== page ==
Auto-suspension escalation simply based on the size of the suspension history inevitably puts more weight on flag-bans, which I am afraid is a mixed bag of genuine flags, troll-flags, flags which are "invalid" (eg, a certain user thought this or that message might be rude or abusive to this and that user, but in reality it wasn't intended to be - a confusion which could be easily resolved by discourse prior to flagging), and not to mention mishandling of flags by sloppy 10k+ers. Commented May 1, 2018 at 9:30
  • 4
    Given that, I don't think that's necessarily a good idea. In general there's no reason to expect the suspension log in toto has any correlation with repetitive offensiveness (as in, that's a completely statistical claim and not obviously true). There should be an auto-suspension escalation based on the subset of the suspension log that's invoked by some moderator, however. That's surely a better measure of a pattern of offensiveness throughout time than the whole chaos of the suspension log. Commented May 1, 2018 at 9:34
  • 4
    It's not in total. It's validated only in n time with a way for mods to clear the flag history for a specific event. If someone cleans up their act or if the flags are invalid, they start dropping off. I don't really think what you're saying is particularly common or difficult to control for. Most users with a flag history are not trustworthy chat users.
    – Catija
    Commented May 1, 2018 at 11:45
  • 4
    Couple that with flag accountability, so that you can see who's casting those troll flags and you can turn the tables on the people trolling chat flags without asking for CM help.
    – Catija
    Commented May 1, 2018 at 11:49
  • Ah I see, so you get to control the time-endpoints of the flag history. Fair enough, that might be something. I don't agree with the conclusion that "most users with a flag history are not trustworthy chat users"; I'd think even if that's true the percentage of reliable chat users (whatever measure of reliability you'd choose!) with a nontrivial flag history varies room-to-room: that's exactly where the statistical effect of room culture kicks in, a concept which the moderators don't like very much, I guess. Commented May 1, 2018 at 12:08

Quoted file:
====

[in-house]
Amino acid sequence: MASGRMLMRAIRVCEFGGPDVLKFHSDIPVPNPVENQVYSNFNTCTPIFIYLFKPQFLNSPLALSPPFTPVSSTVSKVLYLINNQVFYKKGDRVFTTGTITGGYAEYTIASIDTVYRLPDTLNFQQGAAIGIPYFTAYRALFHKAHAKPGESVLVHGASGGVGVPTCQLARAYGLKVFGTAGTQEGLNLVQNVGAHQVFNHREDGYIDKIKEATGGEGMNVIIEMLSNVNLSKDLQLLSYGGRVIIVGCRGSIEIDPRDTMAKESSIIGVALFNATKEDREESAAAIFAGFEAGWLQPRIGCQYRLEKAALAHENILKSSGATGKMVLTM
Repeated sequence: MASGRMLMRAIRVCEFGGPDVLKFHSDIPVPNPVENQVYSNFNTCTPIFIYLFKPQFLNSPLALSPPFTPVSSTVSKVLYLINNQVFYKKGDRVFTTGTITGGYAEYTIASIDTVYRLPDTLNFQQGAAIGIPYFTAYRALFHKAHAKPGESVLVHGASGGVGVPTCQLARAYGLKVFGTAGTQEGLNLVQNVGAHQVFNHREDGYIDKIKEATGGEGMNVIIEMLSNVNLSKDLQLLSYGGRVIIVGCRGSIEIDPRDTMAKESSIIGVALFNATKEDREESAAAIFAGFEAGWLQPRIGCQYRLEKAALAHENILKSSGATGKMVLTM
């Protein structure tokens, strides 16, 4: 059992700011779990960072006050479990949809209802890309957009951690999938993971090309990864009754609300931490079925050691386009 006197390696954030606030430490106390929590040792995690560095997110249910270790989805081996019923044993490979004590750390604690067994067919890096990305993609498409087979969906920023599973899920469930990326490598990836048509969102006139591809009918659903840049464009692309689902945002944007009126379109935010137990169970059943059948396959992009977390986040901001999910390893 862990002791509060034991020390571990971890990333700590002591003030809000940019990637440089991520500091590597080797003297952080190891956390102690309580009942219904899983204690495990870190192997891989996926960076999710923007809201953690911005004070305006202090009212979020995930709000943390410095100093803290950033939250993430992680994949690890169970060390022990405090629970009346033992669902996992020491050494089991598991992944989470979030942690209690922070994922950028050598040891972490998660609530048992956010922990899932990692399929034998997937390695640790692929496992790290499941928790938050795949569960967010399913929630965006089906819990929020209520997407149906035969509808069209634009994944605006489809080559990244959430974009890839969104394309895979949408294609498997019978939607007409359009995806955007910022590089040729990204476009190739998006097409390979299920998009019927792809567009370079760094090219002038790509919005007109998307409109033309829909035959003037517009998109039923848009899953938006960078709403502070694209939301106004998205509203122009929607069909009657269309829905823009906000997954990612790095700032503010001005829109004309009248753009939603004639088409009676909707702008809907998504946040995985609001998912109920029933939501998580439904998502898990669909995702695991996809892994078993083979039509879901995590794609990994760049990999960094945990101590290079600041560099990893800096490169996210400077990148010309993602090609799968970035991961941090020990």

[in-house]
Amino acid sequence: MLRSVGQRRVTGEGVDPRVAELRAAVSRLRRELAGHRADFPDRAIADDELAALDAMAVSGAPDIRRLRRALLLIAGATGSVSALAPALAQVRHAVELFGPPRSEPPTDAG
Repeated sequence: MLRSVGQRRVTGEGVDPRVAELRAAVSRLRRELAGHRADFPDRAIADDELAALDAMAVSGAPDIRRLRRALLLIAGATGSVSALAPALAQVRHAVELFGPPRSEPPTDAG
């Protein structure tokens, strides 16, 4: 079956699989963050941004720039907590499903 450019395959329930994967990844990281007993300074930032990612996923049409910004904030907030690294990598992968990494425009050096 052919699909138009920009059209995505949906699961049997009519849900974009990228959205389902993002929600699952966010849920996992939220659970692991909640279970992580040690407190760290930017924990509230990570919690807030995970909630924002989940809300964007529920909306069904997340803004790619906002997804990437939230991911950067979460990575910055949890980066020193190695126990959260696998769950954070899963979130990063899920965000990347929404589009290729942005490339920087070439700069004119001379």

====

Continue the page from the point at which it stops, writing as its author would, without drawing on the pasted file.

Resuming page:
• 2
    The CMs/balpha would control it - by designing it and nudging the parameters if necessary. For example (very rough) if you have one validated s/o flag in a day, nothing changes (30 minutes ban). Get a second one would increase (say, 3 hours). Third in a day would hit harder, 24 hours). From there, it scales up. Get three in a day twice in a week and you're out for a week instead of a day... but if you don't, you start fresh... ish. Anyway, this is designed to catch really troublesome users who regularly fail to be nice. This is pretty uncommon.
    – Catija
    Commented May 1, 2018 at 12:17
  • 4
    I do understand your concerns because I've seen the flags in the room you use primarily... I assure you, for the chat.se server, that room is an extreme outlier. I'm sure you've had problems with trolling flags which is why fixing the mod tools for chat is part of this answer.
    – Catija
    Commented May 1, 2018 at 12:21
  • 1
    Thanks for elaborating on the idea of the mechanism! That seems well thought-out, so I redact my skepticism for the time being. Also, interesting. I suspected my room is an outlier but your use of adjectives seem to suggest it's far from a good predictor of how chat.SE on the whole behaves. Thanks for clarifying! Commented May 1, 2018 at 14:11